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Puerto Vallarta News NetworkEntertainment | January 2006 

In New Orleans, the Latin Sounds are Growing Louder
email this pageprint this pageemail usDianne Solis - Dallas Morning News


Members of a samba school train a parade in the 'Sambadrome,' in Rio de Janeiro, Brazil. The festival, which originated in ancient pagan celebrations of spring in Europe, acquired regional flavors as it soaked up local music and customs in cities as disparate as Venice and New Orleans. (AP/Renzo Gostoli)
New Orleans - Ernesto Schweikert did all he could to warn his Spanish-speaking radio listeners of Hurricane Katrina's force. "This one is really coming. This one is really coming," he told them. Then the station, KGLA-AM, lost power.

Schweikert evacuated over the rising, choppy waters of Lake Pontchartrain and into Jackson, Miss., but returned a few days later with a $1,000 generator to get his little 1,000-watt station back on the air.

Within the hour, callers flooded KGLA's phones for help, information and therapy. "I told them, 'Say whatever you want to say on the radio as you need to get it off your chest,'" Schweikert recalled.

The small station and its scrappy crew filled and continue to play a critical role as the key resource for Spanish-language listeners in the city, said David Honig, who heads a Washington-based public interest group for minority broadcasters.

Four months after Katrina hit Aug. 29, KGLA's listenership and advertising are climbing, reflecting the changing face of New Orleans.

The once-negligible Latino population here is poised to explode as Mexican and other Latin American migrants pour in to help reconstruct the area.

Many of the callers now are Mexican migrants who need help with housing, haven't been paid or have been hurt on the job.

Even before Katrina, Schweikert and his staff charted the growth of New Orleans' Latino population.

That's when programming was shuffled at the station he calls "una caja de fosforos," a matchbox. KGLA added a show called "Chile, Tomate y Cebolla," ingredients for a good salsa but also reflective of the green-red-and-white of the Mexican flag. The show was two hours, Monday through Friday. Then it expanded to three.

Also, new musical rhythms began to seep into the playlist. Cornelio Reyna's norteno riffs from Mexico, for example, can be heard with the cumbia from Colombia, and reggaeton from a fusion of nations, including the United States.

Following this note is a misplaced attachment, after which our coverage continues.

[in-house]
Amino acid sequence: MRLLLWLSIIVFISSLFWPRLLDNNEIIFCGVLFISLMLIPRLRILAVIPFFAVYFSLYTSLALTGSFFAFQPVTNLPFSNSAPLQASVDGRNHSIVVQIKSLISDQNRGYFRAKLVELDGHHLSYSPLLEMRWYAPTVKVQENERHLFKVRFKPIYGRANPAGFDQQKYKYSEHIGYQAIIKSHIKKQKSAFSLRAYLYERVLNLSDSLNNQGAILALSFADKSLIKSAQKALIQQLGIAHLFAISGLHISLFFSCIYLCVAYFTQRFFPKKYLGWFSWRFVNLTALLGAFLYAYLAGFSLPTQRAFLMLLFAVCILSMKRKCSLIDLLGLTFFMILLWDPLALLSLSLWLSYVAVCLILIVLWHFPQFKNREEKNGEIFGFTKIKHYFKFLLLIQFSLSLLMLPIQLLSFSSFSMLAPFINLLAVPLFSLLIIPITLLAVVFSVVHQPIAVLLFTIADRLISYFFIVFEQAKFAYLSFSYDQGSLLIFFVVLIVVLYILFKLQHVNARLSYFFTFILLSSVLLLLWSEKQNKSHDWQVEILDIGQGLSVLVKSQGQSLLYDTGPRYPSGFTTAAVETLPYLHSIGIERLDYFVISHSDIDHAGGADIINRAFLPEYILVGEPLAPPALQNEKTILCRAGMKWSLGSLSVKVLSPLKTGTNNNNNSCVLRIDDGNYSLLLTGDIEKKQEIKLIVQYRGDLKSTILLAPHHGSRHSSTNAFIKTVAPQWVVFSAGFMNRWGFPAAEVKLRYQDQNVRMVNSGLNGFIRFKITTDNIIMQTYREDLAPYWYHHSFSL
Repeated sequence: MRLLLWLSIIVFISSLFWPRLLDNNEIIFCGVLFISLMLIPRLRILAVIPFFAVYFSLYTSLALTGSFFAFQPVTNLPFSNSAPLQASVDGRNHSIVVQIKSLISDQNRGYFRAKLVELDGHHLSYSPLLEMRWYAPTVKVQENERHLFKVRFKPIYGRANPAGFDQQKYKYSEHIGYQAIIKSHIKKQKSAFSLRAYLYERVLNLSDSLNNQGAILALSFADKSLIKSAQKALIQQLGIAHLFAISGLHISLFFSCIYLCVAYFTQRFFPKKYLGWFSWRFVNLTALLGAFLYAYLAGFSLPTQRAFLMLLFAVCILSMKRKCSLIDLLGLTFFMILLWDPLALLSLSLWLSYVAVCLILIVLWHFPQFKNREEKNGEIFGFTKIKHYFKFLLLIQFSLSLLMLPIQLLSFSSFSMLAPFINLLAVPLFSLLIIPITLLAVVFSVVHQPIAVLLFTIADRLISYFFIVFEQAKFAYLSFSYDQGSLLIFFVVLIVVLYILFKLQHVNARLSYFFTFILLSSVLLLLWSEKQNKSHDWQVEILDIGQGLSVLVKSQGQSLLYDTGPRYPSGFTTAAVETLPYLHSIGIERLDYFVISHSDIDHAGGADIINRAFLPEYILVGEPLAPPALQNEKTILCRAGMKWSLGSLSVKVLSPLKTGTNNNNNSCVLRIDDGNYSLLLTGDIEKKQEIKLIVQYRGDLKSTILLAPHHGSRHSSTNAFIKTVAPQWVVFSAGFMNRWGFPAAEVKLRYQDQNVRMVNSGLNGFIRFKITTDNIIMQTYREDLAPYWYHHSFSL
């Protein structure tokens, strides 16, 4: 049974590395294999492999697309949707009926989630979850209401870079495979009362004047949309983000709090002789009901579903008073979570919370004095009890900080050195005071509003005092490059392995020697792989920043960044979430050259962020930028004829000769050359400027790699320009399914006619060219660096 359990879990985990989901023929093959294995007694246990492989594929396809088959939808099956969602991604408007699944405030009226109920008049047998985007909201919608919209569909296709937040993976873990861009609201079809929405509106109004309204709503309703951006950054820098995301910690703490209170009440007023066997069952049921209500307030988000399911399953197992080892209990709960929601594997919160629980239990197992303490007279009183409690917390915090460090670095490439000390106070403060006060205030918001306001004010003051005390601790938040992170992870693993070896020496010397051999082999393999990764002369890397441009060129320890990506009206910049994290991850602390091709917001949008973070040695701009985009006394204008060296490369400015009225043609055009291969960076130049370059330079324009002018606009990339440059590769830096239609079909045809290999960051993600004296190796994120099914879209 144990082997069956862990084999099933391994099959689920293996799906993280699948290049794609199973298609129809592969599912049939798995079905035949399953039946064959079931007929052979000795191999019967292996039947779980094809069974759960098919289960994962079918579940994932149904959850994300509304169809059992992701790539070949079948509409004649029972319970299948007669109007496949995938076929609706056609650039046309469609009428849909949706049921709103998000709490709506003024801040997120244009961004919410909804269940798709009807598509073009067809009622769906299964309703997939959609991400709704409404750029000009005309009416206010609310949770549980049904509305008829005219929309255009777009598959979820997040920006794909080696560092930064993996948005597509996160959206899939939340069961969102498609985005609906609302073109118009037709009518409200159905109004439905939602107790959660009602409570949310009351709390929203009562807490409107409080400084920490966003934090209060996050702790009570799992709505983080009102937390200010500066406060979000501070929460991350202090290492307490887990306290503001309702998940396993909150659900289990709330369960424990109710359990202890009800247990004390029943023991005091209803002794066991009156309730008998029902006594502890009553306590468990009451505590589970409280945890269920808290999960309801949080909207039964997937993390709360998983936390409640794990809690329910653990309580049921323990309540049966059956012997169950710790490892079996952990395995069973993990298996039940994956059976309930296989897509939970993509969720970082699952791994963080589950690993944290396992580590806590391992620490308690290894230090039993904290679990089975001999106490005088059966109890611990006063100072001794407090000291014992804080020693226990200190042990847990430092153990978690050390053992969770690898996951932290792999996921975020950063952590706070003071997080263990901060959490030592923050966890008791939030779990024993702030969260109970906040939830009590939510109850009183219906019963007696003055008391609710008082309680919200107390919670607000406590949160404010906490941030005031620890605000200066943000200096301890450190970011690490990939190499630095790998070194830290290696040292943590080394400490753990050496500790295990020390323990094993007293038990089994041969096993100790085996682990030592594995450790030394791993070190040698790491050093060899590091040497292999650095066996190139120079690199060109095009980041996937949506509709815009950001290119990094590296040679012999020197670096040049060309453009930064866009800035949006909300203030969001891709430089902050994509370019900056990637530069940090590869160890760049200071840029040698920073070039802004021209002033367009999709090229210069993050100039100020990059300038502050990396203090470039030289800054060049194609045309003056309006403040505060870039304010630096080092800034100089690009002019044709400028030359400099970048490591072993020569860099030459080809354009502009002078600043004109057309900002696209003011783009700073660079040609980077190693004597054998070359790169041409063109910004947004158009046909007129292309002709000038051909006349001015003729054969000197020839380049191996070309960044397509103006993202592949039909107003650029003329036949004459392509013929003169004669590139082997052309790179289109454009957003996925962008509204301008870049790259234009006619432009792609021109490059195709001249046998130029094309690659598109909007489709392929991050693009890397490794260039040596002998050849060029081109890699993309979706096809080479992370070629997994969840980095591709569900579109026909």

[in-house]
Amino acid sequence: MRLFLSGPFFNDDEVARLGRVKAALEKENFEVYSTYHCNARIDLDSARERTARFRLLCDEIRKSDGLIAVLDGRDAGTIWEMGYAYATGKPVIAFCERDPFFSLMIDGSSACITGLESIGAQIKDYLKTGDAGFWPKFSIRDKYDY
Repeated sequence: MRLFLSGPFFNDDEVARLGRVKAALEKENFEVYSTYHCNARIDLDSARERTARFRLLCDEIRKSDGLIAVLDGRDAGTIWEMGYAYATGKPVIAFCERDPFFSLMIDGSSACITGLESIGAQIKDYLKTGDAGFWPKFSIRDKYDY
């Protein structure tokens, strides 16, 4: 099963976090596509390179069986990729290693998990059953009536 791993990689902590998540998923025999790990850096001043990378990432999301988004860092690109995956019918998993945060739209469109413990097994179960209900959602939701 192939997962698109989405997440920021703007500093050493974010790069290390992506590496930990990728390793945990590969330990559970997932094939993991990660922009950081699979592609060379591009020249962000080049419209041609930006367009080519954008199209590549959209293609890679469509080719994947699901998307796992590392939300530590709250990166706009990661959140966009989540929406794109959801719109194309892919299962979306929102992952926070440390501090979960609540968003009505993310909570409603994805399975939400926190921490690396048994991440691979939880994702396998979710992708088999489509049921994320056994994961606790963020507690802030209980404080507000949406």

Schweikert says the airwaves are important for other reasons: "The best thing in this country, which is supposed to be the kingdom of democracy, is the First Amendment."

"I think, through the radio ... people have a medium from which to speak."

Schweikert, who arrived here from Guatemala in 1970 to attend high school and never left, bought the radio station in 1990.

He'd advertised there for his travel agency and liked the results. Station employees turned to him to buy KGLA out of fear that the then-owner would sell the station and it would switch formats to English.

There isn't a chance of that now.

The Latino population was already growing enough to sustain KGLA and a competing Spanish-language station. Experts estimate that Latinos may now represent a fifth of the city's roughly 144,000 inhabitants.

KGLA has a growing list of advertisers such as wire-service giant Western Union that want to reach the Spanish-dominant newcomers.

The influx of Latinos is fitting, Schweikert says, because New Orleans has deep Spanish roots.

Hondurans have come to the port city over the years, an outgrowth of the banana routes from Central America financed by the fabled United Fruit Co., he says.

A statue of Mexico's Benito Juarez - the first indigenous president of that country - stands on the esplanade near the French Quarter. He hatched one of the great Mexican revolts while in exile here, Schweikert says.

And the yellow-and-blue Spanish talavera tiles on French Quarter streets come from the architecture of Andalusia in southern Spain. That's because the Spanish government rebuilt the city after a great fire in the late 18th century.

"Now, Latinos are rebuilding the city again," he says. "I hope they stay here. They deserve to stay here."



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